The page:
From its captivating origins to the macroevolutionary changes that produce a breathtaking array of hues, Kellenberger and Glover explore the enchanting world of flower colour diversity

Among the countless natural elements that attract human attention, the colourful universe formed by flowers certainly has a privileged place. Not in vain, the diversity of flower colours and how they are distributed and organised in nature have fascinated scientists for quite a long time. Among these researchers are Dr Roman T. Kellenberger and Dr Beverley J. Glover from the Department of Plant Sciences at the University of Cambridge in the United Kingdom, who are interested in delving into the mechanisms behind different flower characteristics and how these characteristics shape the interaction between flowers and their pollinators. In one of their recent works in Current Biology, these researchers bring us an exciting overview of the kaleidoscopic evolution of colours in flowers: delving into the very roots of its formation, decoding the intricate molecular and biochemical mechanisms behind it, and unravelling the dynamic evolution across distinct temporal scales.

The building blocks of colours

Colour results from the interaction between two equally important components. The first one is the reflection of light wavelengths. You’ve probably heard that white colour is a combination of all colours, and black results from their absence, correct? Well, this is partially true because white surfaces intensely reflect all wavelengths, resulting in the absence of colour. In contrast, reflection from black surfaces is almost negligible, leading to predominant absorption and, thus, the lack of colour. This raises a fundamental question: what determines the colour of a flower? Here comes the second component: the eye of the observer (Figure 1). When we –humans– see a red flower, our trichromatic vision allows us to perceive reflected light at wavelengths between 400 and 700 nm (which represent blue, green, and red, respectively), creating the perception of red. However, to a bee, which has a limited sensitivity to red, that same red flower may appear black. Have you ever imagined seeing from the UV spectrum to red? Well then, lucky are the birds that enjoy this privileged view!

Figure 1. Meadow buttercup (Ranunculus acris) flower photographed in visible light (left), ultraviolet (middle), and infrared (right) (Photo by Dave Kennard, Wikicommons).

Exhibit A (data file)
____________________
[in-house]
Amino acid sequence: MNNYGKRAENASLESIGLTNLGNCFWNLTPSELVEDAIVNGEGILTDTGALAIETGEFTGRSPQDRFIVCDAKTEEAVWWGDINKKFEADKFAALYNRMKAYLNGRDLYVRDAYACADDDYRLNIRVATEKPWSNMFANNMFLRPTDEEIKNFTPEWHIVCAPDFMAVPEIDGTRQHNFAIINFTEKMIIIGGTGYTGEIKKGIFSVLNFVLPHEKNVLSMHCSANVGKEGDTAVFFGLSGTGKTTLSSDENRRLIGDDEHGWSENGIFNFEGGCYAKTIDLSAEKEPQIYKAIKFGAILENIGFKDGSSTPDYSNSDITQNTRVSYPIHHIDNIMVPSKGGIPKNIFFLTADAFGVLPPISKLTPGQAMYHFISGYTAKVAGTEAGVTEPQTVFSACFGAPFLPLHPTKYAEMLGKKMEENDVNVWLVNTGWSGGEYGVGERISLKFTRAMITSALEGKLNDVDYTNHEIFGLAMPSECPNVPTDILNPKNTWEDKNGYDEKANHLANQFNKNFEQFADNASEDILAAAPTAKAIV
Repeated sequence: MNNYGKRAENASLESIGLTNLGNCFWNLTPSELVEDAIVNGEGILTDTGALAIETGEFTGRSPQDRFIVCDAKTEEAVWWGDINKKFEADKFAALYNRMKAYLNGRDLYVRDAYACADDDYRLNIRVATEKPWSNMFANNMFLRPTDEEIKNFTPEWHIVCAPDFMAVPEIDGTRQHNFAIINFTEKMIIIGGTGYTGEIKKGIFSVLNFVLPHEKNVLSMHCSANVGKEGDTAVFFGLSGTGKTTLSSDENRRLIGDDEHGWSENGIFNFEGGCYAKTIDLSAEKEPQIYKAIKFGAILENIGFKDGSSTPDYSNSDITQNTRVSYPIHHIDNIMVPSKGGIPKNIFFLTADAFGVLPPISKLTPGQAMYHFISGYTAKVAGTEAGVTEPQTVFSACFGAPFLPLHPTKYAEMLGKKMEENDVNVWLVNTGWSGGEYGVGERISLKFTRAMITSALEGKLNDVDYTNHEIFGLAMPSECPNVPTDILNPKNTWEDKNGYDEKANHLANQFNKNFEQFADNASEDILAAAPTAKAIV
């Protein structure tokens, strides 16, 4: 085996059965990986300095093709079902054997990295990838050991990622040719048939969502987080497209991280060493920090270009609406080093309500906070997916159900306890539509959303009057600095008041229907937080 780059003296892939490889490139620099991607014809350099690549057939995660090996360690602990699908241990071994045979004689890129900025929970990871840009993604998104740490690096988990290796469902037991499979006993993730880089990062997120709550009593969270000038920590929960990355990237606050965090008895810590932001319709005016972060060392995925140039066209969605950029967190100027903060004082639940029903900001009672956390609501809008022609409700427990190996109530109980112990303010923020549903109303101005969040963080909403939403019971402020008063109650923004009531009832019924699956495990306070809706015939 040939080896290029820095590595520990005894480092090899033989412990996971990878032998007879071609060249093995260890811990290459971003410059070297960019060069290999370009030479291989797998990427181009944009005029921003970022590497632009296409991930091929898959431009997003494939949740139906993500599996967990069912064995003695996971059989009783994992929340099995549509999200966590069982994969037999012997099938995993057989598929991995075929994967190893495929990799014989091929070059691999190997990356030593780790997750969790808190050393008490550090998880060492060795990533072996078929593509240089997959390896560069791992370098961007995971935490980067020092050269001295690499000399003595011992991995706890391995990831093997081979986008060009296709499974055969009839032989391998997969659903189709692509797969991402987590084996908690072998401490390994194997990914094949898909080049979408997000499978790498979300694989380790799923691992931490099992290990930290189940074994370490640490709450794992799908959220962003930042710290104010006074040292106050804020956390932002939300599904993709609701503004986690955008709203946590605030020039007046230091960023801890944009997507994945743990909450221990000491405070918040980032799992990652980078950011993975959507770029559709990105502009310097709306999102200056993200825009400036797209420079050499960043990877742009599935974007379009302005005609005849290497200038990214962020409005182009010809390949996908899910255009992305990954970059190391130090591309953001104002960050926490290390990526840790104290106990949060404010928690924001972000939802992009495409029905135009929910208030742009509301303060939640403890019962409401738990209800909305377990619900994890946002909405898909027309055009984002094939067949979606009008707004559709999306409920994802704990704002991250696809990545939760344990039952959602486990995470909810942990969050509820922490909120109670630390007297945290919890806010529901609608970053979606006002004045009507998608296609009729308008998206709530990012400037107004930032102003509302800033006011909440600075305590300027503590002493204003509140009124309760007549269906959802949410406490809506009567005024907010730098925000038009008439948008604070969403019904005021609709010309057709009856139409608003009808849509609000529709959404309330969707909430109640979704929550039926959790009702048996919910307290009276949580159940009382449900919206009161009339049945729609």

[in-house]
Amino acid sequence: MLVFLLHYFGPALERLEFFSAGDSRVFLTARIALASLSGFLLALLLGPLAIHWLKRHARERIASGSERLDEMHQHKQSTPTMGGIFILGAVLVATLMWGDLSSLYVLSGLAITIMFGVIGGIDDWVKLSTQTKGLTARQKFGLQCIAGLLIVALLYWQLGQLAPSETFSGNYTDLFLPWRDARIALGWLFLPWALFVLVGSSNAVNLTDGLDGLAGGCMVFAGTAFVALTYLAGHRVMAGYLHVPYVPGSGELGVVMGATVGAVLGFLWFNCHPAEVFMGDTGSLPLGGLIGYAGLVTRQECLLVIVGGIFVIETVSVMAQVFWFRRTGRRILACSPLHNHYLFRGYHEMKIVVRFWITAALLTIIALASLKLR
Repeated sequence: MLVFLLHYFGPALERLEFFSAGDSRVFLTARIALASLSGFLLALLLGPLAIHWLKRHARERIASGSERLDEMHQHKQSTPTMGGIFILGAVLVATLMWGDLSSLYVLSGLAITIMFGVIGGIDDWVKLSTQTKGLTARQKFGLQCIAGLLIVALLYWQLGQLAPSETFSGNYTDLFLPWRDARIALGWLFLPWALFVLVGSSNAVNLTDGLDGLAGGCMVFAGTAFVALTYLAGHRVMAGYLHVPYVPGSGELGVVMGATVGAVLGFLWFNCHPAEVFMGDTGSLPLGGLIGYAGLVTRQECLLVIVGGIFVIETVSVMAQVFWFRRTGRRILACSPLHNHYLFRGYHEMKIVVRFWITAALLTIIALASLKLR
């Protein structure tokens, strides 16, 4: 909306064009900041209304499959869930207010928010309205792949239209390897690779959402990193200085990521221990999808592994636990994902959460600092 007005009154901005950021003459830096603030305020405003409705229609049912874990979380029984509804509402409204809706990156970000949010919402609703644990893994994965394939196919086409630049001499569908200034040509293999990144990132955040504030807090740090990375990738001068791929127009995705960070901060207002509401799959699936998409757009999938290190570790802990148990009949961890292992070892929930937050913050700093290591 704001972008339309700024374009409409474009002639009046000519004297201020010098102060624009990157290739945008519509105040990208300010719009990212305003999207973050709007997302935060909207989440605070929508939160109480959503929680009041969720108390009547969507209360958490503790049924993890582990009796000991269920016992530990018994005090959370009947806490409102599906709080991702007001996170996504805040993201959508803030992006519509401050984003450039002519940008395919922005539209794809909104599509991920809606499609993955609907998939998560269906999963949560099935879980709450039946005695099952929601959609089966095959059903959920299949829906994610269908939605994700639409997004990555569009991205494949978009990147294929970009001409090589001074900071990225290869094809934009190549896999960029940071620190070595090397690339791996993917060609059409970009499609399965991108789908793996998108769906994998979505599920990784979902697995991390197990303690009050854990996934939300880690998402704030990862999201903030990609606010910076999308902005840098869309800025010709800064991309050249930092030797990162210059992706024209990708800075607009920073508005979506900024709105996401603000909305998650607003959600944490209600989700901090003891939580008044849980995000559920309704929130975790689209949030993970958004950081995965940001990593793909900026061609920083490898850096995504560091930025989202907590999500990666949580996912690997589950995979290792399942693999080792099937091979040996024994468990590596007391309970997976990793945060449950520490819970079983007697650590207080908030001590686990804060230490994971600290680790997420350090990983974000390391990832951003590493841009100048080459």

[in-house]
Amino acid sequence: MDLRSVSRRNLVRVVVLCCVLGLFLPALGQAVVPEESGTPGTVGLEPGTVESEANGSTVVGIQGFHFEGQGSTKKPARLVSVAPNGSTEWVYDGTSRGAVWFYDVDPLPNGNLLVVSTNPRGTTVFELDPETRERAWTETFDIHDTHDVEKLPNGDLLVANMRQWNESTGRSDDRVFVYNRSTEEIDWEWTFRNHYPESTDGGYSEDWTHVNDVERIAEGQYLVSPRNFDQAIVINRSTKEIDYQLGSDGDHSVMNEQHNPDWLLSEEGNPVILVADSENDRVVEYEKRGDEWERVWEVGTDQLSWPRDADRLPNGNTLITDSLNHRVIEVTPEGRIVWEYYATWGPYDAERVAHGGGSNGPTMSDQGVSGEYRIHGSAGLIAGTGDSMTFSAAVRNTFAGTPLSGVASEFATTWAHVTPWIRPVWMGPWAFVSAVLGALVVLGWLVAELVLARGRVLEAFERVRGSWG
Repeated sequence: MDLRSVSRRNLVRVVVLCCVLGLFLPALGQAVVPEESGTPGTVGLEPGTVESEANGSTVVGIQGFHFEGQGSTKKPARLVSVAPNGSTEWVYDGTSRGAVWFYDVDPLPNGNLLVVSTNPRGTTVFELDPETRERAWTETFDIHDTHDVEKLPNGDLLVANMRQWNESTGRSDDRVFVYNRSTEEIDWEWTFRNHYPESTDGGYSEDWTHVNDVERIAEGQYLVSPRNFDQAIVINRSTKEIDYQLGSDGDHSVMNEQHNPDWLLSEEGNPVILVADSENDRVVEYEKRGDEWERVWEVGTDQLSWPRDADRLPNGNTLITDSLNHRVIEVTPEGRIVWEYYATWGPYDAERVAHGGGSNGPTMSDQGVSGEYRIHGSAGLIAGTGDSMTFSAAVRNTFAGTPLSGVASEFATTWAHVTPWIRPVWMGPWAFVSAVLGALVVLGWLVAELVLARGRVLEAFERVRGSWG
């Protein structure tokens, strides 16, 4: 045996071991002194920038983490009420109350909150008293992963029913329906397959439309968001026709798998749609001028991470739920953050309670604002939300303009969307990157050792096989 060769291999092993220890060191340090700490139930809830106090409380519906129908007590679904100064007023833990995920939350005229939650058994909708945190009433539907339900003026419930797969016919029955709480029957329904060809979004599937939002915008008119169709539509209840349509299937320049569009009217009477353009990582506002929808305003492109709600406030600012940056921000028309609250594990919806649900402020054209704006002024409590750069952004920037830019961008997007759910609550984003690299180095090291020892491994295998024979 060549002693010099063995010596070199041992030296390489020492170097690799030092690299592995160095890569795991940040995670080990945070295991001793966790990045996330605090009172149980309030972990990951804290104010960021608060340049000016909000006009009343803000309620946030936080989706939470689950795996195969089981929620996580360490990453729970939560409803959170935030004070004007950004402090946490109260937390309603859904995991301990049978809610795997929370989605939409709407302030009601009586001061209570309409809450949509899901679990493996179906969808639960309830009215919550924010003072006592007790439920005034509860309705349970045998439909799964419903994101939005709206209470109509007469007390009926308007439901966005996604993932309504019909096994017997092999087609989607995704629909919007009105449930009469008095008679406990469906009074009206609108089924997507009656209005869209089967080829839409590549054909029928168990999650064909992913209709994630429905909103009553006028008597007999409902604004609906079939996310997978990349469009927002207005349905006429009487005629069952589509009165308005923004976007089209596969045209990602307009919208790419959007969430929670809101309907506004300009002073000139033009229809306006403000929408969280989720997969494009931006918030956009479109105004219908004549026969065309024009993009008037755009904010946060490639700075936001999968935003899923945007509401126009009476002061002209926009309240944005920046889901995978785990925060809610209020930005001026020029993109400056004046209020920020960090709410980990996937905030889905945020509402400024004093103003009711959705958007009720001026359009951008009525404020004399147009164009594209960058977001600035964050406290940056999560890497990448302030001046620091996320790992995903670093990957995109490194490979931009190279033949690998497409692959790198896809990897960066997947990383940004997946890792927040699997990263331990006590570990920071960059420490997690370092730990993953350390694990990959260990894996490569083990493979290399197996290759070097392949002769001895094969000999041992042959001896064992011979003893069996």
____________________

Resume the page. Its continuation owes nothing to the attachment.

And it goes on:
Although we might be able to identify a broad and heterogeneous colour palette in flowers, the truth is that the list of pigments responsible for it is pretty short, including chlorophylls, carotenoids and anthocyanins. The subtle variations in colour shades result from species-specific modifications in the metabolic pathways that produce these pigments. For example, the cyanidin that gives place to red roses might resemble the cyanidin responsible for red dahlias. Still, the structure of each pigment might have little modifications that give place to its differences. Moreover, pigments (and their combinations) can be integrated with other floral characteristics, such as the biophysical properties of petal cells (e.g., velvety surfaces), creating infinite combinations that culminate in the spectacle of colours we see (Figure 2).

Figure 2. Examples of pigments responsible for flower colours. Included species: Green nicotiana (Nicotiana langsdorfii; Photo by Kurt Steuber, Wikicommons), Sunflower (Helianthus annus; Photo by Agnes Monkelbaan, Wikicommons), Rose (Rosa sp.; Photo by Serhio Magpie, Wikicommons), Anemone (Eriocapitella hupehensis var. japonica;Photo by Cephas, Wikicommons) and Delphinium (Delphinium sp.; Photo by Jonathan Billinger, Wikicommons). Figure by Carlos A. Ordóñez-Parra.

How and why did flower colour appear?

Kellenberger and Glover point out that the colour of the petals must have originated in leaf-like structures meant to protect plant reproductive organs. For instance, in gymnosperms, such as the European larch (Larix decidua) and the seagrape (Ephedra distachya), the seed cones display a striking hue due to the accumulation of red pigments in the scales (Figure 3). Therefore, it is possible that the sterile protective organs of the common ancestor of angiosperms and gymnosperms also already had bright colours.